Article
Multiracial individuals are often categorized as members of their ‘socially subordinate’ racial group—a form of social discrimination termed hypodescent—with political conservatives more likely than liberals to show this bias. Although hypodescent has been linked to racial hierarchy preservation motives, it remains unclear how political ideology influences categorization: Do conservatives and liberals see, feel or think about mixed-race faces differently? Do they differ in sensitivity to Black prototypicality (i.e. skin tone darkness and Afrocentric features) or racial ambiguity (i.e. categorization difficulty) of Black/White mixed-race faces? To help answer these questions, we collected a politically diverse sample of White participants and had them categorize mixed-race faces as Black or White during functional neuroimaging. We found that conservatism was related to greater anterior insula activity to racially ambiguous faces, and this pattern of brain activation mediated conservatives' use of hypodescent. This demonstrates that conservatives' greater sensitivity to racial ambiguity (rather than Black prototypicality) gives rise to greater categorization of mixed-race individuals into the socially subordinate group and tentatively suggests that conservatives may differ from liberals in their affective reactions to mixed-race faces. Implications for the study of race categorization and political psychology are discussed. This article is part of the theme issue ‘The political brain: neurocognitive and computational mechanisms'.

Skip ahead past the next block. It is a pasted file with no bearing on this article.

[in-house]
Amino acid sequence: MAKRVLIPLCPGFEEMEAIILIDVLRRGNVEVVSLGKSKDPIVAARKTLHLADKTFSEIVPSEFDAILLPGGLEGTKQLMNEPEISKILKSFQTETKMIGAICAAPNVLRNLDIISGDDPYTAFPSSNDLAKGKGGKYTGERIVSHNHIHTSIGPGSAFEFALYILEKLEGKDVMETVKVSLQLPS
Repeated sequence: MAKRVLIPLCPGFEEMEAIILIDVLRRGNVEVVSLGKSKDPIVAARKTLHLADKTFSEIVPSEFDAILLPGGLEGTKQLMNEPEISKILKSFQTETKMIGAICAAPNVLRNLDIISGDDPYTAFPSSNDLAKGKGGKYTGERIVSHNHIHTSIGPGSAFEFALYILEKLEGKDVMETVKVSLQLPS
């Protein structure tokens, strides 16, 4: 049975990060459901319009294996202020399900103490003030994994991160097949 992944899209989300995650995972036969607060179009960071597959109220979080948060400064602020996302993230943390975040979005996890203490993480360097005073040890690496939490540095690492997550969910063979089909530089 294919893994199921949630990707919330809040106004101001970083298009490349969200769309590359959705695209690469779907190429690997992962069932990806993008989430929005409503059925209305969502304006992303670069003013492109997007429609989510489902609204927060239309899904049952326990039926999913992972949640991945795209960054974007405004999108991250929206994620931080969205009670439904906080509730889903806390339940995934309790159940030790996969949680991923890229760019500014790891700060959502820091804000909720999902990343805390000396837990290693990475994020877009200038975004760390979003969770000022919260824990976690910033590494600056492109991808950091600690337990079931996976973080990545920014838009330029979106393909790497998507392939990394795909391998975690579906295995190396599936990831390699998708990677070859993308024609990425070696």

... Yet, hypodescent is a rule that specifies how to categorize individuals with part-Black ancestry (Davis, 1991;Jordan, 2014). Although several studies documenting hypodescent do manipulate targets' ancestry (e.g., Ho et al., 2011, Ho, Roberts, & Gelman, 2015, Ho, Kteily, & Chen, 2017Peery & Bodenhausen, 2008;Skinner & Nicolas, 2015;Young, Sanchez, & Wilton, 2013), many studies that claim to have documented hypodescent do so with paradigms that present multiracial faces without ancestral information (e.g., Chen, Couto, Sacco, & Dunham, 2017, Experiments 2 & 3;Cooley et al., 2017;Freeman et al., 2016;Gaither et al., 2016;Halberstadt, Sherman, & Sherman, 2011;Krosch & Amodio, 2014;Krosch et al., 2013). However, perceivers' categorization of multiracial individuals without ancestral information is not consistent with the original definition of the hypodescent categorization rule (Jordan, 2014). ...
... In other words, minorities may be conservative in affording to others social benefits that they themselves do not enjoy. Third, minorities could also be motivated to include people in their in-group or in a superordinate "person of color" in-group in order to form political coalitions (Craig & Richeson, 2016;Ho et al., 2017). The possible motives underlying the minority bias raise particularly interesting avenues for future research and highlight the need for more research on minority perceivers' racial categorization processes. ...
Preprint